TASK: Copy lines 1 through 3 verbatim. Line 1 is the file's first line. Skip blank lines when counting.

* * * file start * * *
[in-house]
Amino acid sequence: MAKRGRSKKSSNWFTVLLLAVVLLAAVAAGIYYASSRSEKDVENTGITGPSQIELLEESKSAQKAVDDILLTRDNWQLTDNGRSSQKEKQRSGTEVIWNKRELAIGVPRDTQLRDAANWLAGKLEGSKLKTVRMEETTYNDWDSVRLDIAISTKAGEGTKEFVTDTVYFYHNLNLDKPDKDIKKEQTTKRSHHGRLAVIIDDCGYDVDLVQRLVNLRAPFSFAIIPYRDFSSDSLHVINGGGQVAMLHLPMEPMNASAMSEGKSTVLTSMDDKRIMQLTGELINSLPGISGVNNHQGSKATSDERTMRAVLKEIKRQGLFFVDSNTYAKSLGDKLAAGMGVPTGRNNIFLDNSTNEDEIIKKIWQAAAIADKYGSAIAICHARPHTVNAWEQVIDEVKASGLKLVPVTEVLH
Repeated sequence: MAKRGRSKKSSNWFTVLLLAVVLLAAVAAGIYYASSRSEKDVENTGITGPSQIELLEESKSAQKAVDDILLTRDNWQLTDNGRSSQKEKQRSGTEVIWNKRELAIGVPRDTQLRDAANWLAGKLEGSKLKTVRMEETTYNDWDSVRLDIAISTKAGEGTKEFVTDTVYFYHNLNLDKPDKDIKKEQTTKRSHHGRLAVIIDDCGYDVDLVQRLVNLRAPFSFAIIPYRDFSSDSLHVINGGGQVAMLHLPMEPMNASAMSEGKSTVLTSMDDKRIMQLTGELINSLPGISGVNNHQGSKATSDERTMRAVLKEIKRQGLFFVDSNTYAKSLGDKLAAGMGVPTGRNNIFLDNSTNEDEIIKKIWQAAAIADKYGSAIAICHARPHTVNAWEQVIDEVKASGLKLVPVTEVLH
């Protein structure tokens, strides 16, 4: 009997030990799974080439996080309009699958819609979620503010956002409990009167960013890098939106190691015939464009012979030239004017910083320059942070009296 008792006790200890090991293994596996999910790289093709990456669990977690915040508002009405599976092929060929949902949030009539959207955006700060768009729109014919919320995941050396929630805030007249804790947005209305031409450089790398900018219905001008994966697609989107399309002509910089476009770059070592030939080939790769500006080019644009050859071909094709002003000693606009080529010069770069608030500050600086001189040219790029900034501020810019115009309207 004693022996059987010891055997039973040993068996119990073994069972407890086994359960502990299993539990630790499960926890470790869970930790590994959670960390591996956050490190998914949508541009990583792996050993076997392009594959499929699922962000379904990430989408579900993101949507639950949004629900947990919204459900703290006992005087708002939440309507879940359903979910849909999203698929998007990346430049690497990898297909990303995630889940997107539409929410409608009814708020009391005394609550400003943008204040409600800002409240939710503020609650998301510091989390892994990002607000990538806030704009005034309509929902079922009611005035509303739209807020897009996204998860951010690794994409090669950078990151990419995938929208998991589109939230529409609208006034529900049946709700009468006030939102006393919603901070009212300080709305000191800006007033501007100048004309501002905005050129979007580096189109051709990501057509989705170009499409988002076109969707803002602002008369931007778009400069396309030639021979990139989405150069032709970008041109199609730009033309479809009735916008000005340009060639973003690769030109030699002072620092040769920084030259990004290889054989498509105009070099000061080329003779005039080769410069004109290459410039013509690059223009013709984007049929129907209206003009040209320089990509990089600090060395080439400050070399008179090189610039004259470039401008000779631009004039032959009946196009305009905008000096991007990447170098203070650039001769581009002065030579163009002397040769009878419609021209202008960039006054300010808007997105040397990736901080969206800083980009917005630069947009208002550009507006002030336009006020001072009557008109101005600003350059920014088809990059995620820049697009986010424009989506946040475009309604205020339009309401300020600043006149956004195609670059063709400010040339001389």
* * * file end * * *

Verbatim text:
[in-house]
Amino acid sequence: MAKRGRSKKSSNWFTVLLLAVVLLAAVAAGIYYASSRSEKDVENTGITGPSQIELLEESKSAQKAVDDILLTRDNWQLTDNGRSSQKEKQRSGTEVIWNKRELAIGVPRDTQLRDAANWLAGKLEGSKLKTVRMEETTYNDWDSVRLDIAISTKAGEGTKEFVTDTVYFYHNLNLDKPDKDIKKEQTTKRSHHGRLAVIIDDCGYDVDLVQRLVNLRAPFSFAIIPYRDFSSDSLHVINGGGQVAMLHLPMEPMNASAMSEGKSTVLTSMDDKRIMQLTGELINSLPGISGVNNHQGSKATSDERTMRAVLKEIKRQGLFFVDSNTYAKSLGDKLAAGMGVPTGRNNIFLDNSTNEDEIIKKIWQAAAIADKYGSAIAICHARPHTVNAWEQVIDEVKASGLKLVPVTEVLH
Repeated sequence: MAKRGRSKKSSNWFTVLLLAVVLLAAVAAGIYYASSRSEKDVENTGITGPSQIELLEESKSAQKAVDDILLTRDNWQLTDNGRSSQKEKQRSGTEVIWNKRELAIGVPRDTQLRDAANWLAGKLEGSKLKTVRMEETTYNDWDSVRLDIAISTKAGEGTKEFVTDTVYFYHNLNLDKPDKDIKKEQTTKRSHHGRLAVIIDDCGYDVDLVQRLVNLRAPFSFAIIPYRDFSSDSLHVINGGGQVAMLHLPMEPMNASAMSEGKSTVLTSMDDKRIMQLTGELINSLPGISGVNNHQGSKATSDERTMRAVLKEIKRQGLFFVDSNTYAKSLGDKLAAGMGVPTGRNNIFLDNSTNEDEIIKKIWQAAAIADKYGSAIAICHARPHTVNAWEQVIDEVKASGLKLVPVTEVLH